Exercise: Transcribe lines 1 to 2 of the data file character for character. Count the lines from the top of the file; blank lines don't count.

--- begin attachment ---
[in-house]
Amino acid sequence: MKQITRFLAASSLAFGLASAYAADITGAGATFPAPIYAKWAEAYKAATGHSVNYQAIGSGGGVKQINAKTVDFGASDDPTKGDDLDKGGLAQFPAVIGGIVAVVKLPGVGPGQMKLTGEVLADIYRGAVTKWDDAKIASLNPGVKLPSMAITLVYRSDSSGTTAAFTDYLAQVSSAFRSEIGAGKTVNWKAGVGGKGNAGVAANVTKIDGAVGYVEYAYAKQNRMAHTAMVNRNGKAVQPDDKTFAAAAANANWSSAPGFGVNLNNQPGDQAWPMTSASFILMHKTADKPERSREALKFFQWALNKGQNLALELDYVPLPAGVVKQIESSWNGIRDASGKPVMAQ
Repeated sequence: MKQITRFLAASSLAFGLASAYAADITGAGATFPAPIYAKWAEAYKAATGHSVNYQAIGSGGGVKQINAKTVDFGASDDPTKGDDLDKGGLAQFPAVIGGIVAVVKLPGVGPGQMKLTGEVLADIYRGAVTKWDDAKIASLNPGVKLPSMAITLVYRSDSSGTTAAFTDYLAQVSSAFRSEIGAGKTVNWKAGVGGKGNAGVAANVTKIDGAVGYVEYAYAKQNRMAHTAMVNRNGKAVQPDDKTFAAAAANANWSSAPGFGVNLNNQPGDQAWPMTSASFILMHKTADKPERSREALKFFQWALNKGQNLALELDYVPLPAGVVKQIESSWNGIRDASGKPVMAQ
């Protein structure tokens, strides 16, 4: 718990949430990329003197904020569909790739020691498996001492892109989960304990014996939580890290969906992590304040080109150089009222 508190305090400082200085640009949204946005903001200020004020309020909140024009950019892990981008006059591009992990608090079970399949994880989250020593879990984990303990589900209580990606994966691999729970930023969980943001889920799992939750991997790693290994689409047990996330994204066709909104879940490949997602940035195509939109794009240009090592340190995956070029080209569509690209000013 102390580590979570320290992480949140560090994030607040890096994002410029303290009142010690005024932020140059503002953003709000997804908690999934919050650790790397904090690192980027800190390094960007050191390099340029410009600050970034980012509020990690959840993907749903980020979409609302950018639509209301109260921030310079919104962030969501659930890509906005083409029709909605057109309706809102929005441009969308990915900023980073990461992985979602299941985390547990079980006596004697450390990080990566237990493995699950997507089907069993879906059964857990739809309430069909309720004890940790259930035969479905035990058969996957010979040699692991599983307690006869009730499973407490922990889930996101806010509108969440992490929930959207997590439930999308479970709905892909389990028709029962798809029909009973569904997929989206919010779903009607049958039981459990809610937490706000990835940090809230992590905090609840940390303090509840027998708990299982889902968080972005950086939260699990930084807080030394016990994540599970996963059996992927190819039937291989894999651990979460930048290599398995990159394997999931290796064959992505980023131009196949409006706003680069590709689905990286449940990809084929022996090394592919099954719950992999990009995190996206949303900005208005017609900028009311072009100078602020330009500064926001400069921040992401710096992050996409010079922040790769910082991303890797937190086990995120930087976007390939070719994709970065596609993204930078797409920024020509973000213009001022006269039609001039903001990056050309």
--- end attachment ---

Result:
[in-house]
Amino acid sequence: MKQITRFLAASSLAFGLASAYAADITGAGATFPAPIYAKWAEAYKAATGHSVNYQAIGSGGGVKQINAKTVDFGASDDPTKGDDLDKGGLAQFPAVIGGIVAVVKLPGVGPGQMKLTGEVLADIYRGAVTKWDDAKIASLNPGVKLPSMAITLVYRSDSSGTTAAFTDYLAQVSSAFRSEIGAGKTVNWKAGVGGKGNAGVAANVTKIDGAVGYVEYAYAKQNRMAHTAMVNRNGKAVQPDDKTFAAAAANANWSSAPGFGVNLNNQPGDQAWPMTSASFILMHKTADKPERSREALKFFQWALNKGQNLALELDYVPLPAGVVKQIESSWNGIRDASGKPVMAQ